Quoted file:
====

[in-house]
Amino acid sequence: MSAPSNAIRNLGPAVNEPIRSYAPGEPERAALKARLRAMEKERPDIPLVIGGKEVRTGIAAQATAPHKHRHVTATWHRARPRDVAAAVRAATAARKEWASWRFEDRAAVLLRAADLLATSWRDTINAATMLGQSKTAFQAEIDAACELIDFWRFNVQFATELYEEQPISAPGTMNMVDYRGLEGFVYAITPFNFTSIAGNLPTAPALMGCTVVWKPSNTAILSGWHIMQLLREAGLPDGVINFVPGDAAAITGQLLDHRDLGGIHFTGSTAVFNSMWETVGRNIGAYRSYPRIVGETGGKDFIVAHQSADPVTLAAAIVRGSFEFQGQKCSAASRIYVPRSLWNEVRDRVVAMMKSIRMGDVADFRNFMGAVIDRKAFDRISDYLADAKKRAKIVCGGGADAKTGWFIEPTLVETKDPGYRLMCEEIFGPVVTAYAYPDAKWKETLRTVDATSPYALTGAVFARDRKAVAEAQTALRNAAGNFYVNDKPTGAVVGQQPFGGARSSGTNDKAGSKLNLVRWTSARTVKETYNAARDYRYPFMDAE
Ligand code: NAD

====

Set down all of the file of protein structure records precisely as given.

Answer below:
[in-house]
Amino acid sequence: MSAPSNAIRNLGPAVNEPIRSYAPGEPERAALKARLRAMEKERPDIPLVIGGKEVRTGIAAQATAPHKHRHVTATWHRARPRDVAAAVRAATAARKEWASWRFEDRAAVLLRAADLLATSWRDTINAATMLGQSKTAFQAEIDAACELIDFWRFNVQFATELYEEQPISAPGTMNMVDYRGLEGFVYAITPFNFTSIAGNLPTAPALMGCTVVWKPSNTAILSGWHIMQLLREAGLPDGVINFVPGDAAAITGQLLDHRDLGGIHFTGSTAVFNSMWETVGRNIGAYRSYPRIVGETGGKDFIVAHQSADPVTLAAAIVRGSFEFQGQKCSAASRIYVPRSLWNEVRDRVVAMMKSIRMGDVADFRNFMGAVIDRKAFDRISDYLADAKKRAKIVCGGGADAKTGWFIEPTLVETKDPGYRLMCEEIFGPVVTAYAYPDAKWKETLRTVDATSPYALTGAVFARDRKAVAEAQTALRNAAGNFYVNDKPTGAVVGQQPFGGARSSGTNDKAGSKLNLVRWTSARTVKETYNAARDYRYPFMDAE
Ligand code: NAD